...one of the most highly
regarded and expertly designed C++ library projects in the
world.
— Herb Sutter and Andrei
Alexandrescu, C++
Coding Standards
#include <boost/math/special_functions/zeta.hpp>
namespace boost{ namespace math{ template <class T> calculatedresulttype zeta(T z); template <class T, class Policy> calculatedresulttype zeta(T z, const Policy&); }} // namespaces
The return type of these functions is computed using the result
type calculation rules: the return type is double
if T is an integer type, and T otherwise.
The final Policy argument is optional and can be used to control the behaviour of the function: how it handles errors, what level of precision to use etc. Refer to the policy documentation for more details.
template <class T> calculatedresulttype zeta(T z); template <class T, class Policy> calculatedresulttype zeta(T z, const Policy&);
Returns the zeta function of z:
The following table shows the peak errors (in units of epsilon) found on various platforms with various floating point types, along with comparisons to the GSL1.9 and Cephes libraries. Unless otherwise specified any floating point type that is narrower than the one shown will have effectively zero error.
Table 6.73. Error rates for zeta
Microsoft Visual C++ version 12.0 
GNU C++ version 5.1.0 
GNU C++ version 5.1.0 
Sun compiler version 0x5130 


Zeta: Random values greater than 1 
Max = 0.836ε (Mean = 0.093ε) 
Max = 0ε (Mean = 0ε) 
Max = 0.846ε (Mean = 0.0833ε) 
Max = 0.846ε (Mean = 0.0743ε) 
Zeta: Random values less than 1 
Max = 7.03ε (Mean = 2.98ε) 
Max = 0ε (Mean = 0ε) 
Max = 7.03ε (Mean = 2.71ε)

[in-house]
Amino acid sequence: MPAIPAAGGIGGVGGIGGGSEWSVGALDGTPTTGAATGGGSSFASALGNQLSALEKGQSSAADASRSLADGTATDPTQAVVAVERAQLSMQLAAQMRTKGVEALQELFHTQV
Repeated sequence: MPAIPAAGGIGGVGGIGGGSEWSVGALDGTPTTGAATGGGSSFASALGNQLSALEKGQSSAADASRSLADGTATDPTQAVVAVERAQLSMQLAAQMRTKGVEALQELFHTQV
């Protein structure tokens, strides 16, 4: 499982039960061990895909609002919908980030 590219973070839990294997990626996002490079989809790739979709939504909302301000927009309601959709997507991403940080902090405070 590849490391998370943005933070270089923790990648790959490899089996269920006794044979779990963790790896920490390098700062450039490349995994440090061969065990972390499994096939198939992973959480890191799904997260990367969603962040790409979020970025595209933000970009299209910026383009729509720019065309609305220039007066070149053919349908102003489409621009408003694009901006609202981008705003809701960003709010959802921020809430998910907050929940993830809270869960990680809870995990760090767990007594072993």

Max = 70.1ε (Mean = 17.1ε) 
Zeta: Values close to and greater than 1 
Max = 0.994ε (Mean = 0.421ε) 
Max = 0ε (Mean = 0ε) 
Max = 0.995ε (Mean = 0.5ε) 
Max = 0.995ε (Mean = 0.5ε) 
Zeta: Values close to and less than 1 
Max = 0.991ε (Mean = 0.375ε) 
Max = 0ε (Mean = 0ε) 
Max = 0.998ε (Mean = 0.508ε) 
Max = 0.998ε (Mean = 0.568ε) 
Zeta: Integer arguments 
Max = 6.5ε (Mean = 2.17ε) 
Max = 0ε (Mean = 0ε) 
Max = 9ε (Mean = 3.06ε) 
Max = 21ε (Mean = 7.13ε) 
The tests for these functions come in two parts: basic sanity checks use spot values calculated using Mathworld's online evaluator, while accuracy checks use highprecision test values calculated at 1000bit precision with NTL::RR and this implementation. Note that the generic and typespecific versions of these functions use differing implementations internally, so this gives us reasonably independent test data. Using our test data to test other "known good" implementations also provides an additional sanity check.
All versions of these functions first use the usual reflection formulas to make their arguments positive:
The generic versions of these functions are implemented using the series:
When the significand (mantissa) size is recognised (currently for 53, 64 and 113bit reals, plus singleprecision 24bit handled via promotion to double) then a series of rational approximations devised by JM are used.
For 0 < z < 1 the approximating form is:
For a rational approximation R(1z) and a constant C.
For 1 < z < 4 the approximating form is:
For a rational approximation R(nz) and a constant C and integer n.
For z > 4 the approximating form is:
ζ(z) = 1 + e^{R(z  n)}
For a rational approximation R(zn) and integer n, note that the accuracy required for R(zn) is not full machine precision, but an absolute error of: ε/R(0). This saves us quite a few digits when dealing with large z, especially when ε is small.
Finally, there are some special cases for integer arguments, there are closed forms for negative or even integers:
and for positive odd integers we simply cache precomputed values as these are of great benefit to some infinite series calculations.